People all over the world adore Apple’s phones, tablets, and computers, but they quite emphatically do not like the charging cords for those devices. People discuss the failings of these peripherals everywhere online, from product review pages to support forums to dedicated blogs full of frayed-cord gore. Yet there are avenues to complain about products that are obviously defective that could trigger a recall or other action. [More]
Terra’s Nook Color is still working just fine, but the device’s USB cable isn’t. It no longer works. She could buy an off-brand cable cheaply from a vendor on eBay or Amazon. She could buy one directly from Barnes & Noble, at a cost of $15-20. She didn’t think it was fair that she had to buy a new cable and that hers only lasted a year and a half, so she contacted Barnes & Noble to see if they could provide her with a replacement. They would not. [More]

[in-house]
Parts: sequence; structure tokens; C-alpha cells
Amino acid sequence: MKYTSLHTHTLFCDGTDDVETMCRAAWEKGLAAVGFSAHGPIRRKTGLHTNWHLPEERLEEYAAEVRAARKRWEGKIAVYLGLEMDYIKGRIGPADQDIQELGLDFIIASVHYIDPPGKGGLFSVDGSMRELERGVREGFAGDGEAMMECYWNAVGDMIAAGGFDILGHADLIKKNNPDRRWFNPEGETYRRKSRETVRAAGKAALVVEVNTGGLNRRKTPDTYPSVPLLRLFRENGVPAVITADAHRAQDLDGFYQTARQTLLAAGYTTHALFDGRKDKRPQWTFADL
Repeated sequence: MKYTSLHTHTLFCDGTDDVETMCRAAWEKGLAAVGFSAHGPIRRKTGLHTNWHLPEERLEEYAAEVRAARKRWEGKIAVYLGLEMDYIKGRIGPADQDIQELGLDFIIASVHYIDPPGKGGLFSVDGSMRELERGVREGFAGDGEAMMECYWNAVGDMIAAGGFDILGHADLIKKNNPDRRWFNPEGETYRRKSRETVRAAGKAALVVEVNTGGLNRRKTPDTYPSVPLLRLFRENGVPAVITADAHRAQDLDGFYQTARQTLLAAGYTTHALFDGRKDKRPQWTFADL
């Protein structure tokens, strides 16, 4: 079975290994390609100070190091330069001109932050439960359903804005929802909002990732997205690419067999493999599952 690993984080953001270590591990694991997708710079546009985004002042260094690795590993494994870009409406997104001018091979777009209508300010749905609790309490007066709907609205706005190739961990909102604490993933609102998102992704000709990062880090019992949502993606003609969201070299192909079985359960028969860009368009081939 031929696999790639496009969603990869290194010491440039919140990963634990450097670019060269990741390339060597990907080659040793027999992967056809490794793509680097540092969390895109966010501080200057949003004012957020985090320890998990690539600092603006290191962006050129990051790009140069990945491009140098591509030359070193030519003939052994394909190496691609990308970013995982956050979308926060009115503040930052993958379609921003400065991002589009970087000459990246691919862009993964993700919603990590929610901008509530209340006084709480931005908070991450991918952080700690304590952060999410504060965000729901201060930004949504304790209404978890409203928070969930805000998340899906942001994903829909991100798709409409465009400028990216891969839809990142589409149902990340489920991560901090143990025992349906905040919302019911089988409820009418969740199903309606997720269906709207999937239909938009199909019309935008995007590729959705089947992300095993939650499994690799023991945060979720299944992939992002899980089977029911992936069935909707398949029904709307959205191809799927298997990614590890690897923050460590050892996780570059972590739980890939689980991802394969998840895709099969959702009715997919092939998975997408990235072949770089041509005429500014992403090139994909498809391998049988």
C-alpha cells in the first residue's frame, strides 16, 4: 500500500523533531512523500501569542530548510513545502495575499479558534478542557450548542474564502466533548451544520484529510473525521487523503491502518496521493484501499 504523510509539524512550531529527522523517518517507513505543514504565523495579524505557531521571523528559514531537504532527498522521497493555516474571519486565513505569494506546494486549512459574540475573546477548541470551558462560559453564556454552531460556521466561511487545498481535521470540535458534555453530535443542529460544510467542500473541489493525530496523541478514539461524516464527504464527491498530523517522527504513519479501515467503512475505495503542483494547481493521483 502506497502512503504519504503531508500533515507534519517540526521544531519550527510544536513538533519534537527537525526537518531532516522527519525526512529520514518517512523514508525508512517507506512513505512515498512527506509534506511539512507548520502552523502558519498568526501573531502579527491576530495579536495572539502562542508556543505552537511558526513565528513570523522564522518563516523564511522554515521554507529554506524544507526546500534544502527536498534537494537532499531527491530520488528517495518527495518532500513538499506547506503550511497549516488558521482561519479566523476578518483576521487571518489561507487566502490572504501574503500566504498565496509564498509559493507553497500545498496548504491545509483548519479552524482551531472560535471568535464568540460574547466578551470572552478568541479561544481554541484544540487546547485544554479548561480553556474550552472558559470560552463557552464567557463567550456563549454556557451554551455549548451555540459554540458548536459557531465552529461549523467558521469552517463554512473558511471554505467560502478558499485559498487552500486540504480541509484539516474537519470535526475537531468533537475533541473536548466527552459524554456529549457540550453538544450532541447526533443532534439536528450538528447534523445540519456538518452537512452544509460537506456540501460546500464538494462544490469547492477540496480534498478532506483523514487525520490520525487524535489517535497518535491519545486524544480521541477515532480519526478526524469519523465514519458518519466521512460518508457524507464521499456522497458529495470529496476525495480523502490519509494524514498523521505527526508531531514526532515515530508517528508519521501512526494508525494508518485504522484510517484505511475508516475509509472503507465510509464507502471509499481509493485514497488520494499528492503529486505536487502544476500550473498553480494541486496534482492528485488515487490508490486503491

CBS’s The Early Show aired a segment last Friday about counterfeit holiday lights and extension cords, mostly from China and mostly available at dollar stores, that can cause fires. The problem is that the manufacturers use shoddy materials, and sometimes even fake UL stickers, to give the impression that they’re following safety guidelines. You find out they’re not when your tree goes up in flames. [More]
The Consumer Product Safety Commission (CPSC) and the Window Covering Safety Council have announced a “recall to repair” of all Roman shades and roll-up shades, after multiple reports of deaths and near strangulations in recent years. If you’ve got kids in your house and you use either type of window covering, visit www.windowcoverings.org or call 800-506-4636 to receive a free kit that will let you retrofit the shades and blinds with clips. [More]
Apple’s perpetually melting and fraying MagSafe adapters—apparently these things are made out of Styrofoam and rice paper—continue to cause trouble.